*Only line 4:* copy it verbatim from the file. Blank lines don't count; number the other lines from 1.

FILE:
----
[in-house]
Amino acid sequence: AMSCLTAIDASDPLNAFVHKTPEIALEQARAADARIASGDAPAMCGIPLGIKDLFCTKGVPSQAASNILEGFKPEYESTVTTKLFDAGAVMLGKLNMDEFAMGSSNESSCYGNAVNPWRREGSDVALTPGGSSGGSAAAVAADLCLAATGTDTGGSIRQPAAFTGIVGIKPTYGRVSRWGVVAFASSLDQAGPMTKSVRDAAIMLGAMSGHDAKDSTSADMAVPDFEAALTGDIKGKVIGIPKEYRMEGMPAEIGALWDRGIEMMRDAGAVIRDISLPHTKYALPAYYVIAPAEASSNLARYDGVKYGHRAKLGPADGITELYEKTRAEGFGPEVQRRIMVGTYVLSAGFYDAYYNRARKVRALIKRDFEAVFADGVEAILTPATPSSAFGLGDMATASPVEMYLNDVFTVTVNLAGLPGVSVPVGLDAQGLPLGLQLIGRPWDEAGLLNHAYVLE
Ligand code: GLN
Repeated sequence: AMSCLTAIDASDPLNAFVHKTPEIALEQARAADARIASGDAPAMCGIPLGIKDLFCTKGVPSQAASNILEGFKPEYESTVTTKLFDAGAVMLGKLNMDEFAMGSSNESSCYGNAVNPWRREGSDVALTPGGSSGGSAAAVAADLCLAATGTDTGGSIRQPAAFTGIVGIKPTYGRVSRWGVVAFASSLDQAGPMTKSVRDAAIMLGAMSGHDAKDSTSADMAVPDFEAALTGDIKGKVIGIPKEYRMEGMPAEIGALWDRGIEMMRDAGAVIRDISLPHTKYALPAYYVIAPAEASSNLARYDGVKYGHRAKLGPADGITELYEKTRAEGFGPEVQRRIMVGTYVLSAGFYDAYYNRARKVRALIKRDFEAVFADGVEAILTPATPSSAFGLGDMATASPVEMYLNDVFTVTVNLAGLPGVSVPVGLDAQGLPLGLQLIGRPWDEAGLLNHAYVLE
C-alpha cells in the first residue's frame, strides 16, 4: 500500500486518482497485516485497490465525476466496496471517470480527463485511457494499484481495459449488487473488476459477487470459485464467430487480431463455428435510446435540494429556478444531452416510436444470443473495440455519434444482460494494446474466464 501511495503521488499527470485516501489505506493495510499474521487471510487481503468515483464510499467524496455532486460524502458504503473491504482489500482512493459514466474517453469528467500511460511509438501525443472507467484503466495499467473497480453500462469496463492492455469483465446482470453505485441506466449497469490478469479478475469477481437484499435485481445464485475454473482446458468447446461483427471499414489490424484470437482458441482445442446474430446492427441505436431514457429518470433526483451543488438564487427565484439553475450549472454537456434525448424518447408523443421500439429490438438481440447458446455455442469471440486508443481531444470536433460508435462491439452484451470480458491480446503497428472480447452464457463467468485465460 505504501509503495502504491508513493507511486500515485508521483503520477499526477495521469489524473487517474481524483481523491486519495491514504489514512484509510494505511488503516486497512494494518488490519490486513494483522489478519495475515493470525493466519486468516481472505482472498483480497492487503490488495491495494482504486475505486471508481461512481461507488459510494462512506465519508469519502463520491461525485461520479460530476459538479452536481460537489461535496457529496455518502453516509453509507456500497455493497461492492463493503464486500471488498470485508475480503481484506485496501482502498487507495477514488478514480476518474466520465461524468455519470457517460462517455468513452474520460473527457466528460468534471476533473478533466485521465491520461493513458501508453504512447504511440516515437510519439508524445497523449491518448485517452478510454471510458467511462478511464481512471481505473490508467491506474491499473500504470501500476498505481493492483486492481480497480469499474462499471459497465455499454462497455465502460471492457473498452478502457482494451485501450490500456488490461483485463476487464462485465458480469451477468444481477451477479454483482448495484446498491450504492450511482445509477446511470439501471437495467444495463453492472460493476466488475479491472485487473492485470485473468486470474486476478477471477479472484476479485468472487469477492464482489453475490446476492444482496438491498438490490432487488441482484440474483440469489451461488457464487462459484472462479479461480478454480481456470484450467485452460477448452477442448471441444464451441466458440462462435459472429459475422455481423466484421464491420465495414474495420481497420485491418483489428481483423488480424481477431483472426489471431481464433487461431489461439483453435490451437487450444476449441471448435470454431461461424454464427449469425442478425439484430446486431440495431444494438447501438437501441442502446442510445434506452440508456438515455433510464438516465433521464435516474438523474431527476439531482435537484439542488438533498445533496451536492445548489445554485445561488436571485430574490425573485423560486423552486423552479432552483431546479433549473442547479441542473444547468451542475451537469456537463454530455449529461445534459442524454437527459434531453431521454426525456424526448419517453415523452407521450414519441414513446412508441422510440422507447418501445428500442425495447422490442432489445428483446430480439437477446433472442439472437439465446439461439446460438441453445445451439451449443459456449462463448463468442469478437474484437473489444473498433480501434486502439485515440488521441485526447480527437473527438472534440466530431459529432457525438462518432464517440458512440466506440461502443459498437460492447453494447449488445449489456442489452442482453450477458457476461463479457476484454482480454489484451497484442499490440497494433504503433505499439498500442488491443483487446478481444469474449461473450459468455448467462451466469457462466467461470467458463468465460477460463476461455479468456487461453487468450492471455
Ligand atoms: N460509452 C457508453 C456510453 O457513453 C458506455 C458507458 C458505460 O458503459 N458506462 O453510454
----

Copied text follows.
Repeated sequence: AMSCLTAIDASDPLNAFVHKTPEIALEQARAADARIASGDAPAMCGIPLGIKDLFCTKGVPSQAASNILEGFKPEYESTVTTKLFDAGAVMLGKLNMDEFAMGSSNESSCYGNAVNPWRREGSDVALTPGGSSGGSAAAVAADLCLAATGTDTGGSIRQPAAFTGIVGIKPTYGRVSRWGVVAFASSLDQAGPMTKSVRDAAIMLGAMSGHDAKDSTSADMAVPDFEAALTGDIKGKVIGIPKEYRMEGMPAEIGALWDRGIEMMRDAGAVIRDISLPHTKYALPAYYVIAPAEASSNLARYDGVKYGHRAKLGPADGITELYEKTRAEGFGPEVQRRIMVGTYVLSAGFYDAYYNRARKVRALIKRDFEAVFADGVEAILTPATPSSAFGLGDMATASPVEMYLNDVFTVTVNLAGLPGVSVPVGLDAQGLPLGLQLIGRPWDEAGLLNHAYVLE